While researching Chopin's Poland for a projected book I also rediscovered the land of my forebears - specifically Iwonicz and my initial pilgrimage became an annual event. As a working, state-run health spa, it is as well kept and pretty as ever, though needing a few coats of paint and an update of marketing ideas. The family home of 'Belweder', once a shine of music and elegance, now stands empty, in need of restoration. The Zaluski family, spread throughout Poland, Britain, Switzerland, France and Denmark, are currently pursuing the complicated reclamation process, which will take years to unravel.

I met my many relatives, till then only names on my family tree, for the first time, and the rich musical history of our family began first to interest me, then to take over my life: Jeremi Kunicki-Kwilecki, who used to dance with Nureyev in Paris, and now teaches ballet; the pianist Iza Ostaszewska, eighty-five years old and still sprightly, whose advice I sought about piano technique; her son Zygmunt, principal cellist with the Amadeus Chamber Orchestra of Poland, and his composer wife, Lydia; Antoni Bojanowski, local squire and entrepreneur, at whose manor I found Karol Bernard's compositions, and who, in 1993 arranged the wedding of my Swiss-based niece, Barbara. She had the wildly romantic whim of getting married in Iwonicz, and instigated a week-long family festival that left the inhabitants reeling in a public relations exercise that gained our family local support.

Then there was the academic and author, Andrzej Kwilecki. I read - with difficulty as I have had scant experience of reading Polish - his book, The Zaluskis at Iwonicz. Fascinated, I followed the course of the Oginski music gene from Prince Michal, through Amelia, to Karol Bernard and his sisters Maria and Emma. Then on to 'young' Emma and the three Ostaszewski boys (one of whom built and flew his own aircraft). Then there was my father. How come I ask myself, that he had never told me that he had conducted Mozart while Aunt Iza played? Legend has it that while travelling by train to an engagement, his suitcase containing his tails, score and baton were stolen. This upset him so much that he gave up conducting altogether. Alas, history has passed, and I shall never know.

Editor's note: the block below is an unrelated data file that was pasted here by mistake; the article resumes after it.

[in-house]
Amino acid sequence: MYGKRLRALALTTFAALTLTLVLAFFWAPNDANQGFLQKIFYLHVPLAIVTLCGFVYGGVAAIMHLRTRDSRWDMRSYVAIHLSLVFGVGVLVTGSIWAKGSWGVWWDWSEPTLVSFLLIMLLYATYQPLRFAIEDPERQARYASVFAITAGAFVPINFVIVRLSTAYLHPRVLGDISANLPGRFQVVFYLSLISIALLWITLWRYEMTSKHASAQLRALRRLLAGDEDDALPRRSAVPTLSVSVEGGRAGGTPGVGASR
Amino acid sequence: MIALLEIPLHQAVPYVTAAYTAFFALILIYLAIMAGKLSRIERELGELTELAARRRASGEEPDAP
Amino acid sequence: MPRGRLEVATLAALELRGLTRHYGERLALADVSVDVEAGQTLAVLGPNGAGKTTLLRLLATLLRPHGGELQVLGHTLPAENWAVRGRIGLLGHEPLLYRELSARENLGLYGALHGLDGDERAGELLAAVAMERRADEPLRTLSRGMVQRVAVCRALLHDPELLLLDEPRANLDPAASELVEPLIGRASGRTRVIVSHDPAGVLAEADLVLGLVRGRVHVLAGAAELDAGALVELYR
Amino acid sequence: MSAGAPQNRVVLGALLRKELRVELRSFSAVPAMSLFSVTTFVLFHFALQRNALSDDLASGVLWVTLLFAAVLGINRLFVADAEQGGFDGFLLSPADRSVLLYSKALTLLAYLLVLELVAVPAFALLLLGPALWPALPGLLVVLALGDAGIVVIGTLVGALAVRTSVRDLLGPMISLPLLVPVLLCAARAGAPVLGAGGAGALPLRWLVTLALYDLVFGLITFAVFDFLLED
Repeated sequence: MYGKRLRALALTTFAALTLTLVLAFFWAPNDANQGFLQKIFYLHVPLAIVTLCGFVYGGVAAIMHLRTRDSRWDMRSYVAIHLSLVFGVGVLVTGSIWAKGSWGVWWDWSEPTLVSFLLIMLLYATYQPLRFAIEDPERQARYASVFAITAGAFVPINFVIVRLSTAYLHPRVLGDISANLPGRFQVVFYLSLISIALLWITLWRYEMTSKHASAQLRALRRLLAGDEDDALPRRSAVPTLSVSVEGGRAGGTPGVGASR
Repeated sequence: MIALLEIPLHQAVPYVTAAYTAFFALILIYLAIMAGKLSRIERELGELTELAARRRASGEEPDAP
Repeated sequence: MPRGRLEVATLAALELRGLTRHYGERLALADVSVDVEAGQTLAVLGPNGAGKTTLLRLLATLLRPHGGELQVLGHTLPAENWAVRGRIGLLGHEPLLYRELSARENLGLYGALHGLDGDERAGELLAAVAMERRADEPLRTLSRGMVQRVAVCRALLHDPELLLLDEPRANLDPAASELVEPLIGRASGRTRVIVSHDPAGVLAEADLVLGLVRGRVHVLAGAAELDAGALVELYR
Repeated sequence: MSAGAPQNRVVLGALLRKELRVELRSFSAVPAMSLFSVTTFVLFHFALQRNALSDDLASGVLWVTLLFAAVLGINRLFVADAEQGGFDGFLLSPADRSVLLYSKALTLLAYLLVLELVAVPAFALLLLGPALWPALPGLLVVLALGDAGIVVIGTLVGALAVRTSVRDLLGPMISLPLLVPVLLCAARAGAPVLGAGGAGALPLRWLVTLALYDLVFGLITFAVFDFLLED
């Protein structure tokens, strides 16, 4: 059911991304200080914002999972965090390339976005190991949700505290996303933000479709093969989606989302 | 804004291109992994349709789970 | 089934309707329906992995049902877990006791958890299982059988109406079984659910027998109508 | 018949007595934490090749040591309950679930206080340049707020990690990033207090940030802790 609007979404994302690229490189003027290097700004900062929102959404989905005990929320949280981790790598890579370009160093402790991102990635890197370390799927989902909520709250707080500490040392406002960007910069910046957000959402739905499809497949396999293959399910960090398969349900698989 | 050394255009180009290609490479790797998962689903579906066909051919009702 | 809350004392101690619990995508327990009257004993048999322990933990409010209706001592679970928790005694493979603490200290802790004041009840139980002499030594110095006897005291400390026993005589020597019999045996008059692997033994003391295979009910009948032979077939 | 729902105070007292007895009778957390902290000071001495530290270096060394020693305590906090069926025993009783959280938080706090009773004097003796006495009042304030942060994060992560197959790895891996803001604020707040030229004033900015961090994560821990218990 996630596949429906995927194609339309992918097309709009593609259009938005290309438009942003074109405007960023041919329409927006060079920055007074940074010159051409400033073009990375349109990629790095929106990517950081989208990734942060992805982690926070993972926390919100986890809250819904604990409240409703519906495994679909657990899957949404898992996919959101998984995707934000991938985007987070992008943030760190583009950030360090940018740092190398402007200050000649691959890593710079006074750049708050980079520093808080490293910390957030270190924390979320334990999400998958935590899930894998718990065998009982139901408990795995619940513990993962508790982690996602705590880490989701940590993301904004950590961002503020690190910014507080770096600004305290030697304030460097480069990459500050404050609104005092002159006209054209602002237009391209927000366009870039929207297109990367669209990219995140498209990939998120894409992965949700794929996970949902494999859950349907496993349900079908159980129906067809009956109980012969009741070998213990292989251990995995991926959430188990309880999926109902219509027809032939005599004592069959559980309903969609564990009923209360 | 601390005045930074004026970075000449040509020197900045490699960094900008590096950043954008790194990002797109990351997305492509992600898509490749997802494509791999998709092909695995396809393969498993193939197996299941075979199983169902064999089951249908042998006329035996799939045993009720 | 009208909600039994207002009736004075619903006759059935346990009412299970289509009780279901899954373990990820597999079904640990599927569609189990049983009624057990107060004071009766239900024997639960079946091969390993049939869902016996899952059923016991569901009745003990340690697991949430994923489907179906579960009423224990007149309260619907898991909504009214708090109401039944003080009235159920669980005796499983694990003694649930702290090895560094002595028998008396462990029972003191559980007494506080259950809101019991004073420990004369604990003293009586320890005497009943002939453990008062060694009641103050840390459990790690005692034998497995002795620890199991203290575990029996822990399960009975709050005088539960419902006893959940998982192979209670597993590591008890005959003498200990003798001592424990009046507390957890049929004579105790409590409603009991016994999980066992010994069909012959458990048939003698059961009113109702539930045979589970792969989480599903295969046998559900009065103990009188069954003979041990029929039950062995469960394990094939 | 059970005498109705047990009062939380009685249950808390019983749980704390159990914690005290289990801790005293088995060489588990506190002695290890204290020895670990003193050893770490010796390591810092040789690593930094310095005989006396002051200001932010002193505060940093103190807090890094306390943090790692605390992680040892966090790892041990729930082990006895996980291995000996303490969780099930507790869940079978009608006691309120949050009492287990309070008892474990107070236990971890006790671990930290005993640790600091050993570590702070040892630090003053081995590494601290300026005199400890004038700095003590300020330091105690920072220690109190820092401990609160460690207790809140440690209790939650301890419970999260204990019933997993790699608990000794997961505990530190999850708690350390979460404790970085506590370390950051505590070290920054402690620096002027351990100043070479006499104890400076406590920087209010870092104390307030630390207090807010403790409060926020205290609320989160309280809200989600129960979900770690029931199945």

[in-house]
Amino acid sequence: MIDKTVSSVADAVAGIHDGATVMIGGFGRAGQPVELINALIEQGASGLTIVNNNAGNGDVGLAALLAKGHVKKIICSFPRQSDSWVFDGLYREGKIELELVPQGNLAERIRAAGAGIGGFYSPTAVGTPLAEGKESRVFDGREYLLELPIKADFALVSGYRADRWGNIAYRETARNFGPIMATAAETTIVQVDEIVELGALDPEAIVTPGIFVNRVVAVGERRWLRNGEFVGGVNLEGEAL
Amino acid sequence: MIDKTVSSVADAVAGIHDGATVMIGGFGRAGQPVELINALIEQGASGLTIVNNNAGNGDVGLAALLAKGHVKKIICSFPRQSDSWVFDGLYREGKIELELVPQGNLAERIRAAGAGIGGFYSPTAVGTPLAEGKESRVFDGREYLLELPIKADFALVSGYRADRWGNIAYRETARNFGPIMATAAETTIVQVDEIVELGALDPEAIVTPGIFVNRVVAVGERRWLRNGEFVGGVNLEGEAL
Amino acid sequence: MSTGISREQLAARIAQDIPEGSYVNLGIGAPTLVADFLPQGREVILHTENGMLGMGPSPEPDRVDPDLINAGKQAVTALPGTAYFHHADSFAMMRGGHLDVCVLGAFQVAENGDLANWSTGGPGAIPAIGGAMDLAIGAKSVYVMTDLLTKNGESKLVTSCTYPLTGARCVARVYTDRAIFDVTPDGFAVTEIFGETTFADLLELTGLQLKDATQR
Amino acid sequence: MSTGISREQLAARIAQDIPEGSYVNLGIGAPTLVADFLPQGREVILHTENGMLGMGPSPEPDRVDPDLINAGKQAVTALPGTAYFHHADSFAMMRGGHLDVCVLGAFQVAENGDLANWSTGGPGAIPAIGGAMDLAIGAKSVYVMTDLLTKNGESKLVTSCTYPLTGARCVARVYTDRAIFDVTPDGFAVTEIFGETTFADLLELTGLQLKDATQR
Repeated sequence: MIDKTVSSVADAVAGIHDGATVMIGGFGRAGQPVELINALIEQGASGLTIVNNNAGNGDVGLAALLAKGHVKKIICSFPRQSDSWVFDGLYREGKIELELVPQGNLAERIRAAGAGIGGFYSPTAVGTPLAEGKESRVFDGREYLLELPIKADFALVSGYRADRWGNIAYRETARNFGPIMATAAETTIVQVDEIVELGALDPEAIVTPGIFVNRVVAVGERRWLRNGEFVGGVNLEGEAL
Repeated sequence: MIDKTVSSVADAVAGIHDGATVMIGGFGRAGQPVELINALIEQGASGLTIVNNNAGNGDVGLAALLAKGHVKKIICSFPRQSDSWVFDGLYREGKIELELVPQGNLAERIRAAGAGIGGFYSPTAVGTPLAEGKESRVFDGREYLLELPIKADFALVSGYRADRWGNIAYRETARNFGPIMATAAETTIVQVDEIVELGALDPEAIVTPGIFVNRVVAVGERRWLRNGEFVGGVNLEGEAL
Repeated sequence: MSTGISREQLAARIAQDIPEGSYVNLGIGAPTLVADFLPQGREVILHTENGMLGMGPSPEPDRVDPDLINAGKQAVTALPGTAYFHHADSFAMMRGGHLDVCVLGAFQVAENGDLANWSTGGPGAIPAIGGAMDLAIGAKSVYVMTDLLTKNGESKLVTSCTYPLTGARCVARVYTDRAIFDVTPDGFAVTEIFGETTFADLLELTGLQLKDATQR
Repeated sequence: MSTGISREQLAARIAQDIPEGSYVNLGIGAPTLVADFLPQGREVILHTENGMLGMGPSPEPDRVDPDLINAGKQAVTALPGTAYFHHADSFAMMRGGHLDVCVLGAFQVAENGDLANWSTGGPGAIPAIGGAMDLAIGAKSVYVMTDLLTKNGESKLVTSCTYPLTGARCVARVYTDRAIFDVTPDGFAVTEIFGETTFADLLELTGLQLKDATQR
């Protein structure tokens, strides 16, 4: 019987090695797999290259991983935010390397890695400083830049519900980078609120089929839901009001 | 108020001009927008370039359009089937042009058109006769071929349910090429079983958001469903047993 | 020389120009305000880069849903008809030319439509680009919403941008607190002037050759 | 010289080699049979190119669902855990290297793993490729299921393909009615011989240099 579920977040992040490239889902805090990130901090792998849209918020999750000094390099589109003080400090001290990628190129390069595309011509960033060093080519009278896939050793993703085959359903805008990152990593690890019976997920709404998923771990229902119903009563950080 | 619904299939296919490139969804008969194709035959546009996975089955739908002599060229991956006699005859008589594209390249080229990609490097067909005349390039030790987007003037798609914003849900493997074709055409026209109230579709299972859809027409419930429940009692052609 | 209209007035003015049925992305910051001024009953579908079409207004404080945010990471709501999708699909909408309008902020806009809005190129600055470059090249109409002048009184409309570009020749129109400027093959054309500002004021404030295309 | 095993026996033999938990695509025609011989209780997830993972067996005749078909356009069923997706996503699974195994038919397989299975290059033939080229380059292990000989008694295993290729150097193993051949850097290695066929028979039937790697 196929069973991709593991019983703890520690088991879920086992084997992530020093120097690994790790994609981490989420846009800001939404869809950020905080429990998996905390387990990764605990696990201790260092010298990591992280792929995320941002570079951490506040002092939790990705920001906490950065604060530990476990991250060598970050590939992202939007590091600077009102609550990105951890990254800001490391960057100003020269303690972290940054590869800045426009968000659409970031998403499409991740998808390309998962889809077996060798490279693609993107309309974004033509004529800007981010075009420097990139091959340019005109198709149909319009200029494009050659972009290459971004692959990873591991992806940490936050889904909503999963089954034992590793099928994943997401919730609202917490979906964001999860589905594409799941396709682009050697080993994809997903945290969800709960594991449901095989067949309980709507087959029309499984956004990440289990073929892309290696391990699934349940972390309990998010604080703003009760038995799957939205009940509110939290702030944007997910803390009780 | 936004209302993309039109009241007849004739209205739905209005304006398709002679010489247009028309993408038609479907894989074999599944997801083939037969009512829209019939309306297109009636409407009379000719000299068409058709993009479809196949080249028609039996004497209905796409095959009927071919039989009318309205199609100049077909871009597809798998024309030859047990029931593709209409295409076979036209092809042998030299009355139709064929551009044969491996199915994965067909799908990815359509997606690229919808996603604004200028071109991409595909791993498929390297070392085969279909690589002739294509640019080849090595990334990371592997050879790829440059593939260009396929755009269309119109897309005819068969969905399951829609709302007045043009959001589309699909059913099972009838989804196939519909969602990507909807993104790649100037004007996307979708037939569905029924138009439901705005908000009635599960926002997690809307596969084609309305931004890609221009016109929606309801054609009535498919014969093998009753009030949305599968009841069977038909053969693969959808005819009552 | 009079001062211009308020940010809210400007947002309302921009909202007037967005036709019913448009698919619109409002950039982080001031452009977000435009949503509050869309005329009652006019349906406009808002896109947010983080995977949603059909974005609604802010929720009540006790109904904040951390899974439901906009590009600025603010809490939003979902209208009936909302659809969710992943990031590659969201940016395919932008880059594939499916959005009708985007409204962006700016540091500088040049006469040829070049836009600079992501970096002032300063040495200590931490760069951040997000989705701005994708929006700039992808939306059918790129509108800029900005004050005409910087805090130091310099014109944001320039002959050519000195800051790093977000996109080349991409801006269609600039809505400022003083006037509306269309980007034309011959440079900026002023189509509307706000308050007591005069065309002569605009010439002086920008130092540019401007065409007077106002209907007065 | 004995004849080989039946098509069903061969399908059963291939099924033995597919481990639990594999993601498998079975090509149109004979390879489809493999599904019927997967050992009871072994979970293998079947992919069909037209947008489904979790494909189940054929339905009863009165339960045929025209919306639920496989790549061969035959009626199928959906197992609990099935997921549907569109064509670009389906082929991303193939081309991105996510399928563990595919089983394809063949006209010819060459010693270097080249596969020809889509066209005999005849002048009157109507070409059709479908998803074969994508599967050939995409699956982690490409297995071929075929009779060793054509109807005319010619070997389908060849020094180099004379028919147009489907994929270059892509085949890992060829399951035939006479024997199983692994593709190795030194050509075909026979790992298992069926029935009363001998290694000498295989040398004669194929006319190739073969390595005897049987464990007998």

I was named Iwo after Karol Bernard's younger brother, who was himself named after Iwonicz. By most accounts he was a devious and unscrupulous character, and the black sheep of the family. My brief was given to me at my baptism - to cover up the old rascal's bad name. It seemed as if the time had come, and I knew what I had to do. I spent a year preparing for the definitive, fifth generation Zaluski concert at Iwonicz, on Aunt Emma's 1899 Steinway. It would, furthermore, be an ideal opportunity to restore my forebears to Poland's musical heritage. I included my older brother, Andrzej, also a pianist and co-inheritor of the gene in our generation. Therefore I selected two Oginski Polonaises in duet form, as well as Farewell to the Fatherland.

I had to include Amelia's only surviving composition, if only because it was Amelia's. As a piece in its own right it does not stand scrutiny, but as a theme for a set of whimsical variations, it was perfect. I was intensely aware of my great-great grandmother in the writing of the Amelia Variations. She seemed to be there with me, sharing in the fun. The Variations were in turn, Beethovian, out-of-tune musical box, Gershwin, right hand jazz solo and Lisztian fireworks. Amelia was a creative person, and I sensed she would have approved. Be there ghosts?

Karol Bernard's Mazurkas, Nocturnes and Funeral March constituted the main body of my programme. It was uncanny that several turns of phrase and harmonies used by him have been used by him as well, even though he wrote 19th century piano music, while I wrote children's rock musicals. I have always sensed an extraordinary empathy with great grand uncle Karol, and sometimes even feel him, playing through my fingers, even adding decorations and embellishments that he would have added in performance, but edited out of the published version. Can a gene have specific characteristics? Be there ghosts? I staked my claim as fifth generation composer by adding my two Sombre Waltzes for left hand, which I wrote specially for the occasion. The whole was, as is fitting for a Polish concert, interspersed with Chopin Polonaises, Waltzes, Mazurkas and Etudes.